There are lines in the file used for opening and saving files. Change the description so that the meaning is clear to the user, but do not change the extension, since the same extensions are usually used globally. In the following example, the .dic file extension does not change to something like .wör: “Dictionaries (*.dic)” “Wörterbücher (*.dic)”

Similarly, where you see an elipsis “…” following text, leave that in the translation (in the appropriate location for RTL text). The elipsis is used as a visual cue in menus and elsewhere to indicate something else follows, perhaps sub-menus.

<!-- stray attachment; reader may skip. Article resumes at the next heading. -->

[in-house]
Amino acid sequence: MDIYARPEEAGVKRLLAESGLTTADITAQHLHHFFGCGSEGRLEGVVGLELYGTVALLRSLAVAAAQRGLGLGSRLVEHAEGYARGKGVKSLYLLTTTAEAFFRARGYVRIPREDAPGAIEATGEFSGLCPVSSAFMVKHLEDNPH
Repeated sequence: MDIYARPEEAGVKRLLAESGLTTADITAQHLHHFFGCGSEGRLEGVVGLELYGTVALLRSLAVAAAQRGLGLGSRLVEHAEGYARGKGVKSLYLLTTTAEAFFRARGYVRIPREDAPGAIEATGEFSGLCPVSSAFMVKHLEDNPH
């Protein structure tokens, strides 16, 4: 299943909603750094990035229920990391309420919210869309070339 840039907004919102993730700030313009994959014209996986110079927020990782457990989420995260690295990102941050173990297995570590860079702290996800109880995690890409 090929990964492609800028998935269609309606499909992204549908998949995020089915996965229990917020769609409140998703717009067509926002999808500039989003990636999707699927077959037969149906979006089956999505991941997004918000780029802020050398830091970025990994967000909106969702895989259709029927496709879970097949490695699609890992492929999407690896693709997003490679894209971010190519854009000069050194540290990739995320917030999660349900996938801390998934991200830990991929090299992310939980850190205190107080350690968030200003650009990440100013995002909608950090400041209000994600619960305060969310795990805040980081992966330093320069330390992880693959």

You need to re-start ToDoList whenever you want to check a translation, so you will probably want to make several changes before checking your work. Changes are available immediately after a restart.

If you don't see your change, it's possible that there are several places throughout the file where similar text needs to be translated, and you probably didn't get them all. As an example there are many lines with the text “Complete”, but some of them say “complete” and some are “% Complete”. The translation you provided may not be for the text you see in the app. Search the file, and if you're sure you got them all, post a note to the Google Group.

When you do see your changes, be sure the text fits within controls. If it doesn't consider using abbreviations, or post a forum note and explain the problem. Dan may suggest increasing the size of the field for all languages, or perhaps making dynamic changes based on the language or field.